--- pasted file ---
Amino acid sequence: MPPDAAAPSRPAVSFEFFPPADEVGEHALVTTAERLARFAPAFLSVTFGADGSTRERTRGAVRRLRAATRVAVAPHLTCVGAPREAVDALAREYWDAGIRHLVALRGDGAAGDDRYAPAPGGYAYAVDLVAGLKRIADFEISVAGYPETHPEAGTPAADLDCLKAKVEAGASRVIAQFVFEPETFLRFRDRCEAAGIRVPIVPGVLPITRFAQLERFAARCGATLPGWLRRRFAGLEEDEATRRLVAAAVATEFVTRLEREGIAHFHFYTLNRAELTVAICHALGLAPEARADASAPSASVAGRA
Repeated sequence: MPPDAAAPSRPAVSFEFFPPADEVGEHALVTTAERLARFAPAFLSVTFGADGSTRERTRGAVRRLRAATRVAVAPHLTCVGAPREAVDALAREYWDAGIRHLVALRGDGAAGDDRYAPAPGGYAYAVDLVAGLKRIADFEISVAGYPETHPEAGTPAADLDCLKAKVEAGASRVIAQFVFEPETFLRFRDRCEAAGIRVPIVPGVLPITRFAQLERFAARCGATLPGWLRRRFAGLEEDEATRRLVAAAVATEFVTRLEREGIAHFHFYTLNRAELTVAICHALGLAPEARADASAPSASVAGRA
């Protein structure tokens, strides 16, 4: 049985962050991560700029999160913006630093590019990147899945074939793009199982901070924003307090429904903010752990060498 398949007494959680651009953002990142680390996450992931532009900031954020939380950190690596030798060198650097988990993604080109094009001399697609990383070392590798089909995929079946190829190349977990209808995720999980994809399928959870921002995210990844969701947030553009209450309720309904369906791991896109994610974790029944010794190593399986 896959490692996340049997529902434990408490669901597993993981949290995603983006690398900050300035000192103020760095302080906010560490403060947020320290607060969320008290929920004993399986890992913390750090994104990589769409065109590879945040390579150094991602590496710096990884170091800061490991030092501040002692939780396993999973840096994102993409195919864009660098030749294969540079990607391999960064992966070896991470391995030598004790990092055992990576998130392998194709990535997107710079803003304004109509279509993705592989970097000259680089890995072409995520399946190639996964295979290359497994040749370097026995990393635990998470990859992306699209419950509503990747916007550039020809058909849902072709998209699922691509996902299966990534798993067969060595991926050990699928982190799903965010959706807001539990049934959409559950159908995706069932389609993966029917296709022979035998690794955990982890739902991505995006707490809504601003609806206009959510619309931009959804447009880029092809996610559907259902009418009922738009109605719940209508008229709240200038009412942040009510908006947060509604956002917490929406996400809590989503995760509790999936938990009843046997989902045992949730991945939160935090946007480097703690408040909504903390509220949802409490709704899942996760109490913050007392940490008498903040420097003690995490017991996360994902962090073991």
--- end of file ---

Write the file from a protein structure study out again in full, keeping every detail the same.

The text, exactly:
Amino acid sequence: MPPDAAAPSRPAVSFEFFPPADEVGEHALVTTAERLARFAPAFLSVTFGADGSTRERTRGAVRRLRAATRVAVAPHLTCVGAPREAVDALAREYWDAGIRHLVALRGDGAAGDDRYAPAPGGYAYAVDLVAGLKRIADFEISVAGYPETHPEAGTPAADLDCLKAKVEAGASRVIAQFVFEPETFLRFRDRCEAAGIRVPIVPGVLPITRFAQLERFAARCGATLPGWLRRRFAGLEEDEATRRLVAAAVATEFVTRLEREGIAHFHFYTLNRAELTVAICHALGLAPEARADASAPSASVAGRA
Repeated sequence: MPPDAAAPSRPAVSFEFFPPADEVGEHALVTTAERLARFAPAFLSVTFGADGSTRERTRGAVRRLRAATRVAVAPHLTCVGAPREAVDALAREYWDAGIRHLVALRGDGAAGDDRYAPAPGGYAYAVDLVAGLKRIADFEISVAGYPETHPEAGTPAADLDCLKAKVEAGASRVIAQFVFEPETFLRFRDRCEAAGIRVPIVPGVLPITRFAQLERFAARCGATLPGWLRRRFAGLEEDEATRRLVAAAVATEFVTRLEREGIAHFHFYTLNRAELTVAICHALGLAPEARADASAPSASVAGRA
């Protein structure tokens, strides 16, 4: 049985962050991560700029999160913006630093590019990147899945074939793009199982901070924003307090429904903010752990060498 398949007494959680651009953002990142680390996450992931532009900031954020939380950190690596030798060198650097988990993604080109094009001399697609990383070392590798089909995929079946190829190349977990209808995720999980994809399928959870921002995210990844969701947030553009209450309720309904369906791991896109994610974790029944010794190593399986 896959490692996340049997529902434990408490669901597993993981949290995603983006690398900050300035000192103020760095302080906010560490403060947020320290607060969320008290929920004993399986890992913390750090994104990589769409065109590879945040390579150094991602590496710096990884170091800061490991030092501040002692939780396993999973840096994102993409195919864009660098030749294969540079990607391999960064992966070896991470391995030598004790990092055992990576998130392998194709990535997107710079803003304004109509279509993705592989970097000259680089890995072409995520399946190639996964295979290359497994040749370097026995990393635990998470990859992306699209419950509503990747916007550039020809058909849902072709998209699922691509996902299966990534798993067969060595991926050990699928982190799903965010959706807001539990049934959409559950159908995706069932389609993966029917296709022979035998690794955990982890739902991505995006707490809504601003609806206009959510619309931009959804447009880029092809996610559907259902009418009922738009109605719940209508008229709240200038009412942040009510908006947060509604956002917490929406996400809590989503995760509790999936938990009843046997989902045992949730991945939160935090946007480097703690408040909504903390509220949802409490709704899942996760109490913050007392940490008498903040420097003690995490017991996360994902962090073991």